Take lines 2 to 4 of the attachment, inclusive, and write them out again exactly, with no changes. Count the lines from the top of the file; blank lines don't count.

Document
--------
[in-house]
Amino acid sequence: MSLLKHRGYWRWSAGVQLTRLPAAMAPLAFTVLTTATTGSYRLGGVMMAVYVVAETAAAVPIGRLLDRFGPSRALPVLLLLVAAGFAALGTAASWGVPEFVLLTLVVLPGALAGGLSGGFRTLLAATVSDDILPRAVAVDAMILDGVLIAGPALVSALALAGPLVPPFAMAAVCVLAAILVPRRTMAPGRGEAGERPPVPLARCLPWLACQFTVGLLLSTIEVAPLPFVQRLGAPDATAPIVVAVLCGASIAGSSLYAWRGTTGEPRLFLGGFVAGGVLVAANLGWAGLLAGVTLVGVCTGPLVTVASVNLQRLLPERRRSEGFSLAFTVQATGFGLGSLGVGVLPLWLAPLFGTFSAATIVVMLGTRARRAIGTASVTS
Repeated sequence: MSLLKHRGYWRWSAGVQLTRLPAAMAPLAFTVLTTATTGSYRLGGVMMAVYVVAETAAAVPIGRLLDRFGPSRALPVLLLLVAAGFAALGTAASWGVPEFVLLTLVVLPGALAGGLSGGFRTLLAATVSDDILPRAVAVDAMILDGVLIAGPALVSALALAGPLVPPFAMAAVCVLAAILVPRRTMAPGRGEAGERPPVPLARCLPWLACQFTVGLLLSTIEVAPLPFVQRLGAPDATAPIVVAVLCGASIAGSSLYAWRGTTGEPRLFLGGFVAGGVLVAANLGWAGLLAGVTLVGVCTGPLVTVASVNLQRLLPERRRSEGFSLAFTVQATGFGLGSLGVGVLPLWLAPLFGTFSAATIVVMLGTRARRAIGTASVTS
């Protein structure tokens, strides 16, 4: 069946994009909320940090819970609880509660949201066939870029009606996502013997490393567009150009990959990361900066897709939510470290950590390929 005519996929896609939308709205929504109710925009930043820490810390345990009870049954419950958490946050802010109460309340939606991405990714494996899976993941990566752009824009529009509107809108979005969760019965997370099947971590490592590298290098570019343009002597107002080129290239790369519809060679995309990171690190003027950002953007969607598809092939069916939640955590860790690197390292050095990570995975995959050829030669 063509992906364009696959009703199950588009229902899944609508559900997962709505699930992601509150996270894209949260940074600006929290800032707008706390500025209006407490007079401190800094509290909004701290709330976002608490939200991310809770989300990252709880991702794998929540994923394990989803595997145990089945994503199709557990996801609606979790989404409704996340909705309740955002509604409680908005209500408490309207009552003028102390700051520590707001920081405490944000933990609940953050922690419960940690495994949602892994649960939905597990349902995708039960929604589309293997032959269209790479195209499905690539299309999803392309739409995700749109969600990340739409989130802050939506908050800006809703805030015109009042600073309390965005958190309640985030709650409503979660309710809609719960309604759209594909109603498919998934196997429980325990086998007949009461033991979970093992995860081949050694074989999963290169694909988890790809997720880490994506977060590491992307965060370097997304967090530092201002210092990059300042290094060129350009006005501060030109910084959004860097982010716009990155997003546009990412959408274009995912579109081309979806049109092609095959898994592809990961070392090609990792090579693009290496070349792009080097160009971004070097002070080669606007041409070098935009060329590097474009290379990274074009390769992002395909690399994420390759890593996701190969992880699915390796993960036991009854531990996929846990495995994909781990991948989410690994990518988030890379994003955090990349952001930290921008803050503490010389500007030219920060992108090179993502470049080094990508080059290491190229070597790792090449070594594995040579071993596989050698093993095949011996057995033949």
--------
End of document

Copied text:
Amino acid sequence: MSLLKHRGYWRWSAGVQLTRLPAAMAPLAFTVLTTATTGSYRLGGVMMAVYVVAETAAAVPIGRLLDRFGPSRALPVLLLLVAAGFAALGTAASWGVPEFVLLTLVVLPGALAGGLSGGFRTLLAATVSDDILPRAVAVDAMILDGVLIAGPALVSALALAGPLVPPFAMAAVCVLAAILVPRRTMAPGRGEAGERPPVPLARCLPWLACQFTVGLLLSTIEVAPLPFVQRLGAPDATAPIVVAVLCGASIAGSSLYAWRGTTGEPRLFLGGFVAGGVLVAANLGWAGLLAGVTLVGVCTGPLVTVASVNLQRLLPERRRSEGFSLAFTVQATGFGLGSLGVGVLPLWLAPLFGTFSAATIVVMLGTRARRAIGTASVTS
Repeated sequence: MSLLKHRGYWRWSAGVQLTRLPAAMAPLAFTVLTTATTGSYRLGGVMMAVYVVAETAAAVPIGRLLDRFGPSRALPVLLLLVAAGFAALGTAASWGVPEFVLLTLVVLPGALAGGLSGGFRTLLAATVSDDILPRAVAVDAMILDGVLIAGPALVSALALAGPLVPPFAMAAVCVLAAILVPRRTMAPGRGEAGERPPVPLARCLPWLACQFTVGLLLSTIEVAPLPFVQRLGAPDATAPIVVAVLCGASIAGSSLYAWRGTTGEPRLFLGGFVAGGVLVAANLGWAGLLAGVTLVGVCTGPLVTVASVNLQRLLPERRRSEGFSLAFTVQATGFGLGSLGVGVLPLWLAPLFGTFSAATIVVMLGTRARRAIGTASVTS
């Protein structure tokens, strides 16, 4: 069946994009909320940090819970609880509660949201066939870029009606996502013997490393567009150009990959990361900066897709939510470290950590390929 005519996929896609939308709205929504109710925009930043820490810390345990009870049954419950958490946050802010109460309340939606991405990714494996899976993941990566752009824009529009509107809108979005969760019965997370099947971590490592590298290098570019343009002597107002080129290239790369519809060679995309990171690190003027950002953007969607598809092939069916939640955590860790690197390292050095990570995975995959050829030669 063509992906364009696959009703199950588009229902899944609508559900997962709505699930992601509150996270894209949260940074600006929290800032707008706390500025209006407490007079401190800094509290909004701290709330976002608490939200991310809770989300990252709880991702794998929540994923394990989803595997145990089945994503199709557990996801609606979790989404409704996340909705309740955002509604409680908005209500408490309207009552003028102390700051520590707001920081405490944000933990609940953050922690419960940690495994949602892994649960939905597990349902995708039960929604589309293997032959269209790479195209499905690539299309999803392309739409995700749109969600990340739409989130802050939506908050800006809703805030015109009042600073309390965005958190309640985030709650409503979660309710809609719960309604759209594909109603498919998934196997429980325990086998007949009461033991979970093992995860081949050694074989999963290169694909988890790809997720880490994506977060590491992307965060370097997304967090530092201002210092990059300042290094060129350009006005501060030109910084959004860097982010716009990155997003546009990412959408274009995912579109081309979806049109092609095959898994592809990961070392090609990792090579693009290496070349792009080097160009971004070097002070080669606007041409070098935009060329590097474009290379990274074009390769992002395909690399994420390759890593996701190969992880699915390796993960036991009854531990996929846990495995994909781990991948989410690994990518988030890379994003955090990349952001930290921008803050503490010389500007030219920060992108090179993502470049080094990508080059290491190229070597790792090449070594594995040579071993596989050698093993095949011996057995033949």